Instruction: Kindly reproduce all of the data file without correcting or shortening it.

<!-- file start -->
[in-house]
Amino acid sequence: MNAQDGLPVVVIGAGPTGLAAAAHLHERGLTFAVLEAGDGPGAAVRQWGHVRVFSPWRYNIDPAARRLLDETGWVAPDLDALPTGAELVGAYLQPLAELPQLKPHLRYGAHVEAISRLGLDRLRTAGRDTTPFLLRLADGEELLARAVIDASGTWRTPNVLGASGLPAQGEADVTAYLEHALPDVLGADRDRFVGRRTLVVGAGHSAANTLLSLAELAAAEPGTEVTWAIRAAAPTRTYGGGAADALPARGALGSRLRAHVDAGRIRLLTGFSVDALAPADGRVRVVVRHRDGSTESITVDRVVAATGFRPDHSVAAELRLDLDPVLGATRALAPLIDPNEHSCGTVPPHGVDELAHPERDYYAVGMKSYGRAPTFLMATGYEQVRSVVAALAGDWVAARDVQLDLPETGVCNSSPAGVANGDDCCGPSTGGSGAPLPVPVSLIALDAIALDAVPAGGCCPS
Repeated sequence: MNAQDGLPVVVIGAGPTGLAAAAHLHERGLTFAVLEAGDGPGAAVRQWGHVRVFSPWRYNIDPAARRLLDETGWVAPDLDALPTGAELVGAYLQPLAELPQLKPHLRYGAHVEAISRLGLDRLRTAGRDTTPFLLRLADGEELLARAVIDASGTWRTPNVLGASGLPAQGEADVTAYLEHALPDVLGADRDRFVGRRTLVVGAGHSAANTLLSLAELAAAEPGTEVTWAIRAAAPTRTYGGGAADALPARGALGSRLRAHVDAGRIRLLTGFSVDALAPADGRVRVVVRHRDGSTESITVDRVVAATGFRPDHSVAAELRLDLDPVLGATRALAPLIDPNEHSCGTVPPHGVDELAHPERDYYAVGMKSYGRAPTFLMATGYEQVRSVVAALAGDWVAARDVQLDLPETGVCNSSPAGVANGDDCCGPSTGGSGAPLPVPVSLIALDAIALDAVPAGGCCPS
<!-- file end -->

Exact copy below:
[in-house]
Amino acid sequence: MNAQDGLPVVVIGAGPTGLAAAAHLHERGLTFAVLEAGDGPGAAVRQWGHVRVFSPWRYNIDPAARRLLDETGWVAPDLDALPTGAELVGAYLQPLAELPQLKPHLRYGAHVEAISRLGLDRLRTAGRDTTPFLLRLADGEELLARAVIDASGTWRTPNVLGASGLPAQGEADVTAYLEHALPDVLGADRDRFVGRRTLVVGAGHSAANTLLSLAELAAAEPGTEVTWAIRAAAPTRTYGGGAADALPARGALGSRLRAHVDAGRIRLLTGFSVDALAPADGRVRVVVRHRDGSTESITVDRVVAATGFRPDHSVAAELRLDLDPVLGATRALAPLIDPNEHSCGTVPPHGVDELAHPERDYYAVGMKSYGRAPTFLMATGYEQVRSVVAALAGDWVAARDVQLDLPETGVCNSSPAGVANGDDCCGPSTGGSGAPLPVPVSLIALDAIALDAVPAGGCCPS
Repeated sequence: MNAQDGLPVVVIGAGPTGLAAAAHLHERGLTFAVLEAGDGPGAAVRQWGHVRVFSPWRYNIDPAARRLLDETGWVAPDLDALPTGAELVGAYLQPLAELPQLKPHLRYGAHVEAISRLGLDRLRTAGRDTTPFLLRLADGEELLARAVIDASGTWRTPNVLGASGLPAQGEADVTAYLEHALPDVLGADRDRFVGRRTLVVGAGHSAANTLLSLAELAAAEPGTEVTWAIRAAAPTRTYGGGAADALPARGALGSRLRAHVDAGRIRLLTGFSVDALAPADGRVRVVVRHRDGSTESITVDRVVAATGFRPDHSVAAELRLDLDPVLGATRALAPLIDPNEHSCGTVPPHGVDELAHPERDYYAVGMKSYGRAPTFLMATGYEQVRSVVAALAGDWVAARDVQLDLPETGVCNSSPAGVANGDDCCGPSTGGSGAPLPVPVSLIALDAIALDAVPAGGCCPS